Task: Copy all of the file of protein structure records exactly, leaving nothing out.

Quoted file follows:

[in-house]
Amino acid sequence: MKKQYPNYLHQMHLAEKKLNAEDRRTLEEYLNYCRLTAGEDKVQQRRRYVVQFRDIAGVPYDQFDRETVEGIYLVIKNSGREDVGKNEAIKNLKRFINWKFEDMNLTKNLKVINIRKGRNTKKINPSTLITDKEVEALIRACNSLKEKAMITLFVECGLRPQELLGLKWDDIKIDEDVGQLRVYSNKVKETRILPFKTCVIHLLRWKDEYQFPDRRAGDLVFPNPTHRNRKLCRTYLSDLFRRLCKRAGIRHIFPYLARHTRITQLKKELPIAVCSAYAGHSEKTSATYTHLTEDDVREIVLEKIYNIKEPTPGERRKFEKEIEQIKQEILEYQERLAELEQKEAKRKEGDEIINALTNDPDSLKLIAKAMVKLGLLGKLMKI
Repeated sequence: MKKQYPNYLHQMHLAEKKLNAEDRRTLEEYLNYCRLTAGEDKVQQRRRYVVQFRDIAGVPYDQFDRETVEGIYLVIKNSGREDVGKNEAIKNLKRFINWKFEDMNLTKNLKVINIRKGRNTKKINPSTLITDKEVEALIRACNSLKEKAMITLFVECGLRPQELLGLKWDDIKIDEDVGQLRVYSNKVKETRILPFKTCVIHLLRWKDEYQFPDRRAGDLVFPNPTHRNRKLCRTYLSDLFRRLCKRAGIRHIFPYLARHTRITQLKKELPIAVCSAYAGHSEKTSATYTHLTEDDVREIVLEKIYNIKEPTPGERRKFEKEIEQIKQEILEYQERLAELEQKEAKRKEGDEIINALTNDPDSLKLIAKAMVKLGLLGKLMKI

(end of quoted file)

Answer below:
[in-house]
Amino acid sequence: MKKQYPNYLHQMHLAEKKLNAEDRRTLEEYLNYCRLTAGEDKVQQRRRYVVQFRDIAGVPYDQFDRETVEGIYLVIKNSGREDVGKNEAIKNLKRFINWKFEDMNLTKNLKVINIRKGRNTKKINPSTLITDKEVEALIRACNSLKEKAMITLFVECGLRPQELLGLKWDDIKIDEDVGQLRVYSNKVKETRILPFKTCVIHLLRWKDEYQFPDRRAGDLVFPNPTHRNRKLCRTYLSDLFRRLCKRAGIRHIFPYLARHTRITQLKKELPIAVCSAYAGHSEKTSATYTHLTEDDVREIVLEKIYNIKEPTPGERRKFEKEIEQIKQEILEYQERLAELEQKEAKRKEGDEIINALTNDPDSLKLIAKAMVKLGLLGKLMKI
Repeated sequence: MKKQYPNYLHQMHLAEKKLNAEDRRTLEEYLNYCRLTAGEDKVQQRRRYVVQFRDIAGVPYDQFDRETVEGIYLVIKNSGREDVGKNEAIKNLKRFINWKFEDMNLTKNLKVINIRKGRNTKKINPSTLITDKEVEALIRACNSLKEKAMITLFVECGLRPQELLGLKWDDIKIDEDVGQLRVYSNKVKETRILPFKTCVIHLLRWKDEYQFPDRRAGDLVFPNPTHRNRKLCRTYLSDLFRRLCKRAGIRHIFPYLARHTRITQLKKELPIAVCSAYAGHSEKTSATYTHLTEDDVREIVLEKIYNIKEPTPGERRKFEKEIEQIKQEILEYQERLAELEQKEAKRKEGDEIINALTNDPDSLKLIAKAMVKLGLLGKLMKI